their final year: UNST 404B
1 unit may be applied to the major from CHEM 491 and 492
FIELD STUDY OF BIOLOGY 2 units may be applied from CHEM 493
To provide first-hand experiences in field biology, in conjunction with
Required Cognates:
accumulating book knowledge, we offer fieldwork-based opportunities
through our Field School. Currently, we coordinate an annual 2-3 week r$)&. -  -  -   - 
course, typically in late June and July, in a tropical environment. The 373 & 373L
most recent trips have involved studies of island herpetofaunas on the   r."5)
Bay Islands in Honduras and on Pulau Tioman in Peninsular Malaysia.   r1):4 -  - -
The locations, departure date, and duration may change from year to
year depending on research objectives.
The student chooses one of the following areas of emphasis:
During this course, students plan and conduct fieldwork, including
travel logistics, equipment selection and coordination, specimen collec- Biological Science:
tion and preparation, and organization of a field notebook. The research r#*0-PS
conducted during this course has consistently led to publication of ar- r1MVTVOJUTGSPN
ticles in peer-reviewed scientific journals. BIOL 408, 410, 434, 436, 439, 446, 466, 467, 469, 474, 485, 487,
any upper division course taught at Rosario Marine Station

Biomedical Science:
r#*0-PSPS
COURSES TAUGHT AT r1MVTVOJUTGSPN
ROSARIO BEACH MARINE STATION * BIOL 434, 436, 439, 446, 466, 474
BIOL 111R Ecosystem Biology (5) (includes lab)
BIOL 112R Processes in Biology (5) (includes lab) Biomathematics:
BIOL 113R Biology of Organisms (5) (includes lab) Offered with the Department of Mathematics and Computing
BIOL 400R Paleobiology (5) (See requirements listed under that department.)
BIOL 406R Marine Biology (5)
BIOL 408R Biology of Marine Invertebrates (5)
Biophysics:
BIOL 426R Marine Phycology (5) Offered with the Department of Physics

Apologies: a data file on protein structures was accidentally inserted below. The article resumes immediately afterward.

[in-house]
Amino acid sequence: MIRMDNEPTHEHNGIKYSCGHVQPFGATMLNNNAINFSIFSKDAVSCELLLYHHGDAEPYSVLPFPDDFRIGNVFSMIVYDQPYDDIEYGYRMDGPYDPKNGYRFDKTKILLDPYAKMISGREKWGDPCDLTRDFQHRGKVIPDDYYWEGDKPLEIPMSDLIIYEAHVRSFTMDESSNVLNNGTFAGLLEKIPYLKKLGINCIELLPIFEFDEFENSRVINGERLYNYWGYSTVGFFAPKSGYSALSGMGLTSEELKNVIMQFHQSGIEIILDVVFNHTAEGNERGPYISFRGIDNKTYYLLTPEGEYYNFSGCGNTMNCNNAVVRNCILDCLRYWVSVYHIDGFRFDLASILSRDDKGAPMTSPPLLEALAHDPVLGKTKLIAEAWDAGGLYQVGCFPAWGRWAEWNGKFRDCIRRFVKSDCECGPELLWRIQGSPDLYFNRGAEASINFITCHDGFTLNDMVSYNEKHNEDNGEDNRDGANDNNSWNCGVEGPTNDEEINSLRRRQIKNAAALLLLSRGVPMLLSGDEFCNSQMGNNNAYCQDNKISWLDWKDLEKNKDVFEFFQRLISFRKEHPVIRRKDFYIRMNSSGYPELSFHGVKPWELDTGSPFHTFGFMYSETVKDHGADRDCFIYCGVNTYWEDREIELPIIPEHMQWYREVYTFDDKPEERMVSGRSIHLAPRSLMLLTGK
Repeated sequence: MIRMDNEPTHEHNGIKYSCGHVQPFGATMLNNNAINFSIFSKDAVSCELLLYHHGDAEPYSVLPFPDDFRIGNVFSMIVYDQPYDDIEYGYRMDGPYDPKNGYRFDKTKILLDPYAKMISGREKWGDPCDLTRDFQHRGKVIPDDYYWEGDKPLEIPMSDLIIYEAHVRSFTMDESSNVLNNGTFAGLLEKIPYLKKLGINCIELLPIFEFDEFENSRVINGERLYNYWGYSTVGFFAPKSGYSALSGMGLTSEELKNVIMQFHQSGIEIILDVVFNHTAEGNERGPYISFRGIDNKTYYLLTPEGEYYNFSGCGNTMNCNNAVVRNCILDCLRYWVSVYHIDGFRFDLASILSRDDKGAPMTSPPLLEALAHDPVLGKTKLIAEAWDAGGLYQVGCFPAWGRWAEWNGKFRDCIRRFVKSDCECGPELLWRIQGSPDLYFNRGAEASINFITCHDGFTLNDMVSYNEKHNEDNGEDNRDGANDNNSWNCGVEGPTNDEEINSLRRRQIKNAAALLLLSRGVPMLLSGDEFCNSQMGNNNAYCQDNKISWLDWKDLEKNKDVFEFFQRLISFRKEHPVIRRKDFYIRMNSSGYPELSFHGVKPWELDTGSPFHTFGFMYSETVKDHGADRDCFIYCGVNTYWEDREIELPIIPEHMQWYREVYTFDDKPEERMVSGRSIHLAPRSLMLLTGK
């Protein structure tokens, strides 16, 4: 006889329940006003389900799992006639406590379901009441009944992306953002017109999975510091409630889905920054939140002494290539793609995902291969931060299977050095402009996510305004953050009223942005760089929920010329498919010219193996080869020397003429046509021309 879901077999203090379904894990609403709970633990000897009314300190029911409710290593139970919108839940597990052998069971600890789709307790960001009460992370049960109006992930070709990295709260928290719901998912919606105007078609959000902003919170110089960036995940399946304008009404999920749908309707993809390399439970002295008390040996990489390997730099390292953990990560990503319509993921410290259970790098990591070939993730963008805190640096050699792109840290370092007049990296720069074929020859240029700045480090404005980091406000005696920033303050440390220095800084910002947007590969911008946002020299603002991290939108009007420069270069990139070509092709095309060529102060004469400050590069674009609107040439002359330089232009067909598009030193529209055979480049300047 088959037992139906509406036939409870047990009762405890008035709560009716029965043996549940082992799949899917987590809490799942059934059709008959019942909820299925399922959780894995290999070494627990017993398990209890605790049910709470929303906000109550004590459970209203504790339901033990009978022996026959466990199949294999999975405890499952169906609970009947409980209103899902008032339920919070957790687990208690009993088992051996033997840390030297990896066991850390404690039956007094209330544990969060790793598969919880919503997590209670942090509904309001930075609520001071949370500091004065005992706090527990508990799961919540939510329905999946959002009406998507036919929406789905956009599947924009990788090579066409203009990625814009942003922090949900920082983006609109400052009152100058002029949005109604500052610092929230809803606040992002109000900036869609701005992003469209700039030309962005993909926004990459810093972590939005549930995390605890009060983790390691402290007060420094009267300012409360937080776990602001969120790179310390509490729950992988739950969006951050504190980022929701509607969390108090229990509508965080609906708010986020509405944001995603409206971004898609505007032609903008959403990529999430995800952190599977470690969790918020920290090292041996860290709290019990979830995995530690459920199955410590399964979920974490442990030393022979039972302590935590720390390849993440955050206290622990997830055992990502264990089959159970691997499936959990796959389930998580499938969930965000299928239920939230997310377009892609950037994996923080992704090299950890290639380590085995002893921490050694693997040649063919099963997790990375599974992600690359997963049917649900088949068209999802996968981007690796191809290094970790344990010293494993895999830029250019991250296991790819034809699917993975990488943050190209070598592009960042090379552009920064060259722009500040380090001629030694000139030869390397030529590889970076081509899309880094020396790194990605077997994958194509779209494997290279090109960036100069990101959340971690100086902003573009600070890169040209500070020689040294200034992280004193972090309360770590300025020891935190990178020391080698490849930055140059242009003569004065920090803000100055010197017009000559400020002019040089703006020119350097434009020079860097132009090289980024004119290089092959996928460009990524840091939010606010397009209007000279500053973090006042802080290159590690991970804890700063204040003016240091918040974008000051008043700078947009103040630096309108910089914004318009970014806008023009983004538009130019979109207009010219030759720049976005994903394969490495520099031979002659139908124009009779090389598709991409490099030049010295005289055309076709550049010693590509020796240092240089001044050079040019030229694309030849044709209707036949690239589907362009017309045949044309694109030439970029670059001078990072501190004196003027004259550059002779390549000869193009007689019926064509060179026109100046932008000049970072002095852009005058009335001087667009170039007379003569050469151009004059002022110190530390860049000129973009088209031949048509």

BIOL 454R Behavior of Marine Organisms (5) (See requirements listed under that department.)
BIOL 460R Marine Ecology (5)
BIOL 462R Ichthyology (5)
Psychobiology:
BIOL 465R Ornithology (5) Offered with the Department of Psychology
BIOL 477R Natural History of Vertebrates (5) (See requirements listed under that department.)
BIOL 485R Systematic Botany (5)
BIOL 486R Topics in Biology (1-5)
BIOL 446R Human Anatomy (5)
M I N O R
* The General Biology series (BIOL 111R -113R) is taught every sum- BIOLOGY
mer and is a prerequisite for all other Rosario Beach classes. Normally Required: 30 units in biology, including:
four to six of the upper-division courses are offered during any given   r#*0- -  - -
summer. To see a current listing of courses offered, go on-line to r3FNBJOJOHVOJUTUPCFTFMFDUFEGSPNPSMFWFMCJPM-
rosario.wallawalla.edu. ogy courses

COLLEGE OF ARTS AND SCIENCES DEPARTMENT OF BIOLOGY 79


C O U R S E S tary system, skeletal system, muscular system, and nervous system.
Three classes, one hour each, and two three-hour laboratories per
A student must receive a grade of C or better in order for a class to count week. Does not apply toward a major in biology.
as a prerequisite for another course. This applies to both individual and
sequenced classes unless otherwise specified. Waiver of any specified course BIOL 132 Human Anatomy and Physiology II (5)
prerequisite requires the approval of the course instructor. A systematic approach to the integrated study of human anatomy and
physiology. Designed primarily for students in associate and bacca-
LOWER DIVISION laureate degree programs in allied health and nursing. Topics covered
are: special senses, endocrine system, cardiovascular system, lymphat-
BIOL 107 Human Biology (4) ic system, respiratory system, digestive system, urinary system, and
The human being as an integrated organism; systems of the body; the reproductive system. Four class hours and one three-hour laboratory
basis of healthful living. Four class hours per week. Not open to stu- per week. Does not apply toward a major in biology.
dents who have taken any other course in physiology, or to students Prerequisite: BIOL 131
majoring in Biology.
BIOL 185 Basic Medical Microbiology (5)
BIOL 111 General Biology I (4) Surveys human pathogens and diseases and provides a medicine-
Introduction to life and its processes. Includes basic biological chem- based overview of related concepts, such as bacterial metabolism